George Osborne has backed the idea of reforming the centre of government to give better support to prime ministers, suggesting it is what he would have tried to do if he had become PM.
The former chancellor, who left office after the EU referendum in 2016, was giving his thoughts on Whitehall change to an evidence-gathering session of the Commission for Smart Government, set up by Conservative peer Lord Nick Herbert.
Osborne was quizzed on a range of topics and asked directly by former Home Office and Department for International Development perm sec Sir Suma Chakrabarti for his views on the creation of a Prime Minister’s Department, which is an idea supported by the commission
The former chancellor said he was aware of the lack of departmental support prime ministers received in comparison to other cabinet ministers and considered that a rejigged Cabinet Office could be the answer.
“I can now say, with some years passage, that I did give some thought to what it would be like to be the prime minister,” Osborne said. “I had an exceptionally good relationship with David Cameron and still do, but he didn’t really have the kind of support that I had as chancellor from the Treasury.
“He had some very smart people working for him. But he didn’t have a systematic ability to draw on his own sources of information. He relied on departments, it was often turf battles and departments were reluctant to give information, and the Treasury is probably the worst offender. I think Gordon Brown had a similar experience going from chancellor to prime minister.”
Osborne said the Cabinet Office had “become a bit too much of a clearing department”, making sure that write-arounds had been signed off on and Treasury approvals granted. “What it’s not been particularly good at is brokering the deals and imposing a prime ministerial input,” he said.
Osborne said the illness and subsequent death of cabinet secretary Sir Jeremy Heywood in 2018 had left a “massive hole in the middle of government” because ministers“had not created in the institutional arrangements something that would outlive one person”.
“I have a high regard for Mark Sedwill, but you shouldn’t really rely on one individual,” Osborne said of Heywood’s successor as cabinet secretary. “There should be a machinery, which is enhanced if there’s a very exceptional individual.”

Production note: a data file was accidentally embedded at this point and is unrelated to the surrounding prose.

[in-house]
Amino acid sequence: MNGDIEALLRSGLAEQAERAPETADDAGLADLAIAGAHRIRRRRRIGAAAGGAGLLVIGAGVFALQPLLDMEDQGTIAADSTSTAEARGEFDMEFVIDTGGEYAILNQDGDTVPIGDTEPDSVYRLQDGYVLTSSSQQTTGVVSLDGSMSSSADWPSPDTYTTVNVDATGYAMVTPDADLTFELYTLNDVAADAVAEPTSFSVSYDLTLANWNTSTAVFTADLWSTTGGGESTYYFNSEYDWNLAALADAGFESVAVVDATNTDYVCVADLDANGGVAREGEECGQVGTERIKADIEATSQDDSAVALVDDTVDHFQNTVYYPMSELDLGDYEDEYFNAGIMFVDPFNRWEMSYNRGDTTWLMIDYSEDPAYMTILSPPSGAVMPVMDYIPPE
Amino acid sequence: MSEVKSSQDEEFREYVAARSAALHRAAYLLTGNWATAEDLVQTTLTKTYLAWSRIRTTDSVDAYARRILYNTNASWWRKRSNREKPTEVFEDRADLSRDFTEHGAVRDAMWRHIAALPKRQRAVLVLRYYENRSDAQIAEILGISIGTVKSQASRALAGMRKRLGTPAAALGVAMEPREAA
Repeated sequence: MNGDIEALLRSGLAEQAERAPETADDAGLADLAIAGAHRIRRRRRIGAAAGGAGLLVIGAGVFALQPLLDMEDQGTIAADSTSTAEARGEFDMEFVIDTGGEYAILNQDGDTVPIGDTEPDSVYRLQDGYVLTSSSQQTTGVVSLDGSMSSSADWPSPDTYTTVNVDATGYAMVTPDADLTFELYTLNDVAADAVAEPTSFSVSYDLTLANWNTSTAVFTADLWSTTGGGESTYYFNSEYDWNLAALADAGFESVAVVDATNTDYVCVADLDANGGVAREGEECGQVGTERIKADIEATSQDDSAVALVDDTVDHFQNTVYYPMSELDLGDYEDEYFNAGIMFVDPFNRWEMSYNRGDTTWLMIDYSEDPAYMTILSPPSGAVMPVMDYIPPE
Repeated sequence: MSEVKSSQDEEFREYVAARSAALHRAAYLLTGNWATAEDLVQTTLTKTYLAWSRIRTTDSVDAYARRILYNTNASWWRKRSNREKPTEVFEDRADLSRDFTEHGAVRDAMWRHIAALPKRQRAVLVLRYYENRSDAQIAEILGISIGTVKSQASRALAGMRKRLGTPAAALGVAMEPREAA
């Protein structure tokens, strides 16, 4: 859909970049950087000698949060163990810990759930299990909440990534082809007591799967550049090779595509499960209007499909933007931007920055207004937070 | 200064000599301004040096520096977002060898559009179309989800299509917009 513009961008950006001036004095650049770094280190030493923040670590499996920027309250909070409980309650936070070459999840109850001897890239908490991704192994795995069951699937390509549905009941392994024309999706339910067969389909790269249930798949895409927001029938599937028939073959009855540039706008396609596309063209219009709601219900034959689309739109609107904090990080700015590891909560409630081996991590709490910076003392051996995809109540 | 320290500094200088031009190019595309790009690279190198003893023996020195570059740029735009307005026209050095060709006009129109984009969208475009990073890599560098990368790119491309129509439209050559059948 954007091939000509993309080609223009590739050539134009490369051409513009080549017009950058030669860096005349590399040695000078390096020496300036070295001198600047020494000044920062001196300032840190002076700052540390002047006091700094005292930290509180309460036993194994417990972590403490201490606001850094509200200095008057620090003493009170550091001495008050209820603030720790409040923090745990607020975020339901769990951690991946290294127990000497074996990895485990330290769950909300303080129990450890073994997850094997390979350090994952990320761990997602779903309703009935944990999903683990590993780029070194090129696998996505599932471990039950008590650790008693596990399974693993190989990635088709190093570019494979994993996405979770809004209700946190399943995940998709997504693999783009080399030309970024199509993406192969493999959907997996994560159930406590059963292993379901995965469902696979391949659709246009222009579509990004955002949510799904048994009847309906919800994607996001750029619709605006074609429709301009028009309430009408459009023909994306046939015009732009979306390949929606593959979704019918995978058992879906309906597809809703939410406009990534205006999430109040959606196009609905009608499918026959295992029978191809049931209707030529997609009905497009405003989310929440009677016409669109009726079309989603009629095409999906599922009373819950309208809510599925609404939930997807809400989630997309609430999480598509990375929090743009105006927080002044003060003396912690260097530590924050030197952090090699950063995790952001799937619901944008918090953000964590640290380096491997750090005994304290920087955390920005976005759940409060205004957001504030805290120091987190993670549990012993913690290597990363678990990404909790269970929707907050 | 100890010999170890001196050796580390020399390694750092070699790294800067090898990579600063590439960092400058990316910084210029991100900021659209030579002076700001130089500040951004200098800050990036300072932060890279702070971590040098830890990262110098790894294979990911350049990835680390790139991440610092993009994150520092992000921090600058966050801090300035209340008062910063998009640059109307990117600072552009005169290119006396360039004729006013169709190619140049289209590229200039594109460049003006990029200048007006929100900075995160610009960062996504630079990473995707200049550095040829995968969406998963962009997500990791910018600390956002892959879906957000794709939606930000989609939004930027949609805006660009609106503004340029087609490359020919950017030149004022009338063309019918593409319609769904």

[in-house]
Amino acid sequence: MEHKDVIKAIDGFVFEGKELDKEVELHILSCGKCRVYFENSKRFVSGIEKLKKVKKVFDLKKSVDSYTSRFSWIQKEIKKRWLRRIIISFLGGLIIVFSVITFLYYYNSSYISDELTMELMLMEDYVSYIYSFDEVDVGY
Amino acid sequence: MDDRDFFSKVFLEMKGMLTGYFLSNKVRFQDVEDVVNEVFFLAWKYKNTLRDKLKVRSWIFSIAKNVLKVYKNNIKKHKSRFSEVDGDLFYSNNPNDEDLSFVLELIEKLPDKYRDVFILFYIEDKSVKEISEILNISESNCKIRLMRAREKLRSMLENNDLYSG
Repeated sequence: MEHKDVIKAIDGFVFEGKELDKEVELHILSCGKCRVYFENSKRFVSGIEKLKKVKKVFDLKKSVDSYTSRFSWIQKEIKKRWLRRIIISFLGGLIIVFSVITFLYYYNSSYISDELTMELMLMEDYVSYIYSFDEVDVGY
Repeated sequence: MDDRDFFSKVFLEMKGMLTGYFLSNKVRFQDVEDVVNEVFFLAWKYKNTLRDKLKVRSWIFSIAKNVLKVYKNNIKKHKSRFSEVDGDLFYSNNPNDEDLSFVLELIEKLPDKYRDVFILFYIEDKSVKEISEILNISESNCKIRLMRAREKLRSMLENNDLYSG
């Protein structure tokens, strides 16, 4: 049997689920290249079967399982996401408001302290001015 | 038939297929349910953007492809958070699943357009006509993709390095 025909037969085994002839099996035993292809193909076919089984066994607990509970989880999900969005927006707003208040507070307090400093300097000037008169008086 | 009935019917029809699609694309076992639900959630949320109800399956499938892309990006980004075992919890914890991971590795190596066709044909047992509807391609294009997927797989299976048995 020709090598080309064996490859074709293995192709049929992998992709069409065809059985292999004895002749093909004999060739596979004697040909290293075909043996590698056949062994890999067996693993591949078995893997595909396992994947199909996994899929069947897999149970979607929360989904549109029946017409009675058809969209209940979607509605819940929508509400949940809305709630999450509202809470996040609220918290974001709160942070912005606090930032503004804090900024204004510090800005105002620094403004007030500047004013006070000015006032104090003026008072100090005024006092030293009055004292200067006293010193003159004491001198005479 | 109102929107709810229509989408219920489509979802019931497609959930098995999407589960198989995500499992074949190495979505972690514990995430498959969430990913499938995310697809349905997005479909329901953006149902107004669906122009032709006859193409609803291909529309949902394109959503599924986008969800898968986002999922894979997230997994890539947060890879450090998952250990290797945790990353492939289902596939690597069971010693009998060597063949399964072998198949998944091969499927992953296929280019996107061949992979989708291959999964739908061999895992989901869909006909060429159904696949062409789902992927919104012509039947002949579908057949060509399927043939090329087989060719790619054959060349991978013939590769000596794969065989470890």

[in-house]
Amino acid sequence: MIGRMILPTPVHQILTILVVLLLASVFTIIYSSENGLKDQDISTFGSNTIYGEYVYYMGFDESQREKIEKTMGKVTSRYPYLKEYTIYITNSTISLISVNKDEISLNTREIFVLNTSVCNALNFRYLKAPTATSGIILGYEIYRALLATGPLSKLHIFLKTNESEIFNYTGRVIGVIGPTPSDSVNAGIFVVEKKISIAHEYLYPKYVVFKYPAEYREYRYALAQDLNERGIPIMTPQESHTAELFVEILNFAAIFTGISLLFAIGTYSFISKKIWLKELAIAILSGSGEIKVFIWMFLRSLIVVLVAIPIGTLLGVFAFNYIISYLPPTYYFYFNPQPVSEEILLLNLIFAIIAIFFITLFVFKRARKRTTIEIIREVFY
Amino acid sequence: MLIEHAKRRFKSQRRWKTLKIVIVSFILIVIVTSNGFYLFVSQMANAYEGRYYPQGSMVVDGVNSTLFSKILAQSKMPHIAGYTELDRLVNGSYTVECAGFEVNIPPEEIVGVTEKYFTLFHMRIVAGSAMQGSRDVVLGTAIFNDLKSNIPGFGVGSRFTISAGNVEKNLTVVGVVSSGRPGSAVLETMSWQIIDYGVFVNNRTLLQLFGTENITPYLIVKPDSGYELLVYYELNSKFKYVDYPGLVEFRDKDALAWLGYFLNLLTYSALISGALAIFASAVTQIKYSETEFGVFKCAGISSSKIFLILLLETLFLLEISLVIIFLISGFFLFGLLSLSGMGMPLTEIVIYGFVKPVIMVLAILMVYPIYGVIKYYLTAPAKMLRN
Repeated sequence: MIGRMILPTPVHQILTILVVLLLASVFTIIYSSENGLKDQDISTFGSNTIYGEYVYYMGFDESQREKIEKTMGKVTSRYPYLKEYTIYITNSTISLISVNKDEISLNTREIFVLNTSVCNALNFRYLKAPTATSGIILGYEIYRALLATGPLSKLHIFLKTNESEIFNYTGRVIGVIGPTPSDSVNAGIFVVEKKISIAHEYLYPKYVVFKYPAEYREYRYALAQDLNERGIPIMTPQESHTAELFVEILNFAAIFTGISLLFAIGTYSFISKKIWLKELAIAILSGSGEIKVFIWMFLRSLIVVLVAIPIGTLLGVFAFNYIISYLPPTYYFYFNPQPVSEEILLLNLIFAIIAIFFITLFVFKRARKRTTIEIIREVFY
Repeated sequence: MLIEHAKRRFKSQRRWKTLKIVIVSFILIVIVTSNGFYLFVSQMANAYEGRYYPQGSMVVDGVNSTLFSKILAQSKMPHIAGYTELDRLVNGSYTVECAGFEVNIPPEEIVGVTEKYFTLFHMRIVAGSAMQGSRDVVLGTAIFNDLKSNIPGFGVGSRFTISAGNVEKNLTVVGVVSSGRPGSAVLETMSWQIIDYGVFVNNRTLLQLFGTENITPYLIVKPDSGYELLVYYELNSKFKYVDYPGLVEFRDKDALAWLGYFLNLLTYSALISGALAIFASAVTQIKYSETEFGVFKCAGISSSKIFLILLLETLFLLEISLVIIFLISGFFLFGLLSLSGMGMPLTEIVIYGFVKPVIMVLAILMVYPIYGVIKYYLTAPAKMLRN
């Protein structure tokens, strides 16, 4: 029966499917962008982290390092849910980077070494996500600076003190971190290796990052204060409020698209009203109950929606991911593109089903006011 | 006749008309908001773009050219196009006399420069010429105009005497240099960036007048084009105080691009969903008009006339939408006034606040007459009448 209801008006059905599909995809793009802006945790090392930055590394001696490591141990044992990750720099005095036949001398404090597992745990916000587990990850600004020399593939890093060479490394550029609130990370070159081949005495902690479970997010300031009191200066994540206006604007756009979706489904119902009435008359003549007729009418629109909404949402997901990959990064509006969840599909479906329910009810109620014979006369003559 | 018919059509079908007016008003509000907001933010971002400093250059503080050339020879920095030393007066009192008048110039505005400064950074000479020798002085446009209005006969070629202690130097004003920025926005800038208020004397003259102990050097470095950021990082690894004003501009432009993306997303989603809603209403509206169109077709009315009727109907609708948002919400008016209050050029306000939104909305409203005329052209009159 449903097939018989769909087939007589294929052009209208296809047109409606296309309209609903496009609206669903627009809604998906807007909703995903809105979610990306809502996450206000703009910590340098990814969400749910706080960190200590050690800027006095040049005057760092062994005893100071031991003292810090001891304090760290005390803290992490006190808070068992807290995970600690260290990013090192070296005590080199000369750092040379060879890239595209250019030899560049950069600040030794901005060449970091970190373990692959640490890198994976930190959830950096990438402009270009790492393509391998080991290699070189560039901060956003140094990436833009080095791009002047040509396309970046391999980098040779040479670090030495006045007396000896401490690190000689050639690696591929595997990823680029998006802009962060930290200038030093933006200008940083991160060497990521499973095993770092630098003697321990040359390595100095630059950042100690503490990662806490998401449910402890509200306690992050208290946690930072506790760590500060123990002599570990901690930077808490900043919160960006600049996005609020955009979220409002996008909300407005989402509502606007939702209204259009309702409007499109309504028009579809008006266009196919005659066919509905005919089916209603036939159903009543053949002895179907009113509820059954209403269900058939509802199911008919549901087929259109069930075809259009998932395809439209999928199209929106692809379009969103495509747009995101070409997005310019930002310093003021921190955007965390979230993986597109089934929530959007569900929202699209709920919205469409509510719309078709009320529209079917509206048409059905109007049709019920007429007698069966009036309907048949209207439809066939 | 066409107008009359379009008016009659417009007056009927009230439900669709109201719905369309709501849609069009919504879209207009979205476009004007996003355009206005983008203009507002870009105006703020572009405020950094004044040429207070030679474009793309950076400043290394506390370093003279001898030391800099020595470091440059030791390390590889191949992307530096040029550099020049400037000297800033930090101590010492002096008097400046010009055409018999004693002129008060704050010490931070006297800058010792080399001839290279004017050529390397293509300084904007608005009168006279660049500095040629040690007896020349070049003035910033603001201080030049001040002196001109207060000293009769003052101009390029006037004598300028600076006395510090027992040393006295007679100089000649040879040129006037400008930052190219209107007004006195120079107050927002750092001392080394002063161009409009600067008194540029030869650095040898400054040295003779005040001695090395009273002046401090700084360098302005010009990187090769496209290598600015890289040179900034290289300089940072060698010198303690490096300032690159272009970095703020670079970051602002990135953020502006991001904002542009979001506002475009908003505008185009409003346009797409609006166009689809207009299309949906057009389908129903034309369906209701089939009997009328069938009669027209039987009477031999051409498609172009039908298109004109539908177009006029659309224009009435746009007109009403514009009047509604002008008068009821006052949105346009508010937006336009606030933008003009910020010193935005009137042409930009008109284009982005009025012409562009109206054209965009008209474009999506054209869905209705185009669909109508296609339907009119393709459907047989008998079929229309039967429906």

Osborne said he would have looked to “enhance” the Cabinet Office along the same lines that former Labour prime minister Tony Blair found ways to enhance the power to deliver of No.10 – through the creation of the Prime Minister's Delivery Unit.
“In opposition we got into all this ‘we’re going to scrap all of this stuff when we get in’, which we did,” Osborne said. “And then we spent years trying to recreate it but never actually calling it that.
“I’m not saying that there’s not a role for Dominic Cummings or Steve Hilton. But there should be a more enduring centre.
“So I would recreate some of that machinery that Blair edged towards. I would enhance the Cabinet Office’s power to broker the deals, rather than just go through the process, and it would become a kind of prime minister’s department. You would have to have incentives for senior civil servants that that was where they wanted to spend a big part of their career, which they do – a lot of senior civil servants will go through EDS [the Cabinet Office’s Economic and Domestic Affairs Secretariat], or something. That was essentially my plan, if I’d ever had chance to implement it.”
Elsewhere in his evidence, Osborne suggested that civil servants – particularly senior civil servants – should be subjected to greater levels of accountability for their advice. He cited the Windrush scandal as an example of a situation in which officials had a significant degree of culpability that had been overlooked.
New powers to fire perm secs
The former chancellor was also asked for his thoughts on the role of departmental boards and non-executive directors, introduced to try and bring additional real-world experience and challenge to departments.
Osborne said departmental boards could perform a useful function but were “essentially advisory boards” that could easily be ignored if a secretary of state so chose.
“If you want the board to be more than just an advisory board, they have to have the hard power, which a corporate board ultimately does have,” he said.
“To make the boards work, they could have the ability to fire the permanent secretary, or at least force some kind of review of their employment.
“Secondly, they could review the performance of ministers and either privately send that to No.10 or [do it] even more publicly.”
Osborne also floated the idea of appointing ministers who were neither MPs nor members of the House of Lords as a way to bring additional expertise into government.
“I think you could experiment more with having a wider range of people who wouldn’t necessarily have to be in the House of Commons or the House of Lords,” he said.
“Whether you call them ministers, or whether you call them something else, I don’t know. That feels like something other countries can do and it gets around that basic problem that a lot of sane people don’t want to go into politics. People might want to come and spend three, four and five years in public service and go out and do something else.”
Osborne said that at the start of his time as chancellor he had tried to enlist “absolute top world-class economist” Ken Rogoff at Harvard University as “essentially the chief economist of the government”.
“For personal reasons he couldn’t make the move to the UK,” Osborne said. “But I definitely would have liked to have been able to do more of that.”
Osborne’s whole evidence session can be seen here.